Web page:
I also never would have thanked my house for sheltering all my stuff, nor ask the house for its cooperation. And, honestly, I would not have taken the time to thank my cast-offs for their service.

Marie Kondo also demonstrates how to fold everything from t-shirts to jeans, and the worst of them all: fitted sheets. OY! Fitted sheets are the bane of my existance!

I haven’t yet finished the NetFlix series (only in the process of watching the third family from LA), but I have become inspired to follow-through on my plan to remove all the stuff that is holding me back.

I made the decision last night, and this morning, this quote was waiting for me from Tim Ferriss’ 5 Bullet Friday newsletter:

“In order to change skins, evolve into new cycles, I feel one has to learn to discard. If one changes internally, one should not continue to live with the same objects. They reflect one’s mind and psyche of yesterday. I throw away what has no dynamic, living use. — Anais Nin”

The Universe has spoken and I must listen.

Goals for February & Beyond

My Kondo goals for February are to go through every upstairs drawer, basket, cabinet, cupboard, closet, shelf, floor pile, and save only the things that bring me joy. Everything else will be thanked and donated to a worthy charity.

My Kondo goals for March are to do the same for the downstairs.

My Kondo goals for April are to go into the garage (gasp), pull everything off the shelves, place it all in the center, and begin the task of tidying it up, too.

For my final Kondo goal, I will figure out what to do with my possessions in the rented storage unit with the plan of canceling our rental of the unit. I already know this will be the most difficult because it has the boxes with all the memories from three children. Sigh.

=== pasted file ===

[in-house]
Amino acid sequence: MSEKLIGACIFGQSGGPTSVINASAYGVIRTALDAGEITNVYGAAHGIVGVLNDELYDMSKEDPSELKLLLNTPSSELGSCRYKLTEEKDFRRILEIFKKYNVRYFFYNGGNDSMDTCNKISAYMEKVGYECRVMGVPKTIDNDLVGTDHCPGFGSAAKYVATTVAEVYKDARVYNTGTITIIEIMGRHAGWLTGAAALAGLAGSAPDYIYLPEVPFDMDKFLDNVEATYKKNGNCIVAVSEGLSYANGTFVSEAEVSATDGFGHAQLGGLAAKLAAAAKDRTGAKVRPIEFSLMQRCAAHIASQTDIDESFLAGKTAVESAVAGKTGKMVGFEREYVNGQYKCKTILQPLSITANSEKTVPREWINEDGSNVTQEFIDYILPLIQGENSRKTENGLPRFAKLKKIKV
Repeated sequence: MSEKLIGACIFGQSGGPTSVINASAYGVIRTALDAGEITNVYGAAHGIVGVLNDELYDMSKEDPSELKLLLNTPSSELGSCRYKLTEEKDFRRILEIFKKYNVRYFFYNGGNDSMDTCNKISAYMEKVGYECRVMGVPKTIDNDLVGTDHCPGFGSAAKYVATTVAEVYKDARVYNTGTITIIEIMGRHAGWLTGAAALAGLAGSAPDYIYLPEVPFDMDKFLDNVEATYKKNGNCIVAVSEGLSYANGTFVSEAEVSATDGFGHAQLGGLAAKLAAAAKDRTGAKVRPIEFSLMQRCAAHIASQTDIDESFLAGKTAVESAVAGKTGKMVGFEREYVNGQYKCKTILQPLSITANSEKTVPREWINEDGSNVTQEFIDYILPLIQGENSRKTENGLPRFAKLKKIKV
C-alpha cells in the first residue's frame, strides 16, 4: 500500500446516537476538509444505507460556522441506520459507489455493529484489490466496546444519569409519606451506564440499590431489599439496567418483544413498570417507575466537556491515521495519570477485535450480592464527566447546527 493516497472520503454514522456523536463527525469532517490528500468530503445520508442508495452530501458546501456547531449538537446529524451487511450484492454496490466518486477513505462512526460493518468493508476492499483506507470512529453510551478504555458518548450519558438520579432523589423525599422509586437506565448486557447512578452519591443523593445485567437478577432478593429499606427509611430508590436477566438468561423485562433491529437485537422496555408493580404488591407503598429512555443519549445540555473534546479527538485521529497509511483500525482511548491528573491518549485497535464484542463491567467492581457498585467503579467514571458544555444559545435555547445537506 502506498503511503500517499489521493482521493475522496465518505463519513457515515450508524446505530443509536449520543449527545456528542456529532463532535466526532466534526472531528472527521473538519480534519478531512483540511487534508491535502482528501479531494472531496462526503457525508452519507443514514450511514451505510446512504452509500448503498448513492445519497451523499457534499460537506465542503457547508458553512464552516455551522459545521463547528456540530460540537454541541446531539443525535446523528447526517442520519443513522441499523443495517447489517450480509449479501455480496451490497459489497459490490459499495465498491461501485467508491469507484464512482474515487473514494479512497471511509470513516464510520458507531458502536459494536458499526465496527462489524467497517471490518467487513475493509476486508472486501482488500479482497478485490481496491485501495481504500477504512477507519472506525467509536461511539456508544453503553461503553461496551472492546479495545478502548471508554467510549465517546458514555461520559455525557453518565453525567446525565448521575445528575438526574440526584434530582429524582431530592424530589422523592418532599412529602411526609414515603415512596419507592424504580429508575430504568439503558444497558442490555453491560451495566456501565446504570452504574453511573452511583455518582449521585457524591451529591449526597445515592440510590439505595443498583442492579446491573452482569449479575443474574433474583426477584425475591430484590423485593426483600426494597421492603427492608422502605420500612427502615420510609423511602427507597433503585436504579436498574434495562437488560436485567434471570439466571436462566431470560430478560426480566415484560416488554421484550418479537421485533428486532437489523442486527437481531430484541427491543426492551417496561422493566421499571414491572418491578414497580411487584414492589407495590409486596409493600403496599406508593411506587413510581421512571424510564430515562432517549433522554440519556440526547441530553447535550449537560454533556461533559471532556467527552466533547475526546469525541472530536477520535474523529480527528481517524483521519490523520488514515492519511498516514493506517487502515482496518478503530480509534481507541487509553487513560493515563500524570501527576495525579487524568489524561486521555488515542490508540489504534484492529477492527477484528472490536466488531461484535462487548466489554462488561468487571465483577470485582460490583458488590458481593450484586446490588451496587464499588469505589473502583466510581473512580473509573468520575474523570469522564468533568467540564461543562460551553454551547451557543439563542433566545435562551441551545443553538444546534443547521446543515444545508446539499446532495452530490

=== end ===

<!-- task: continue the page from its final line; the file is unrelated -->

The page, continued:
Starting Today

I began tidying today with one drawer in my office. I realize that’s downstairs and I’m supposed to start with upstairs but I needed to start somewhere simple for the feeling of accomplishment. That tiny accomplishment has led to this post which is an accomplishment in and of itself!

I will update you on my progress — I promise to be brutally honest. I was going to share before and after photos of my drawer but I had scraps of paper floating around that had sensitive information that I neglected to remove from the before photo. Of course, not seeing the photos is not quite as dramatic but trust me, this particular desk drawer was a mess and included a torn up check, account numbers and passwords, paper I never use, and rusty staples that wouldn’t even work in a stapler.

And, finally, it’s progress, not perfection, right? I’ve accepted the fact that I won’t always be able to answer whether something brings me joy or not — I may have to decide on the fly to keep whatever it is until the next round of tidying.

What I want from this exercise is to simply feel more at ease, and I can accomplish that simply by starting the task of tidying.

Even though I cursed Marie Kondo in the title of this post because she had the audacity to remind me of my promise, I know in the end I will thank her for reminding me of that promise.

Far more interesting internally than externally. I write to quiet the voices. Deleted Facebook & Twitter thereby immediately quieting 1000’s of voices.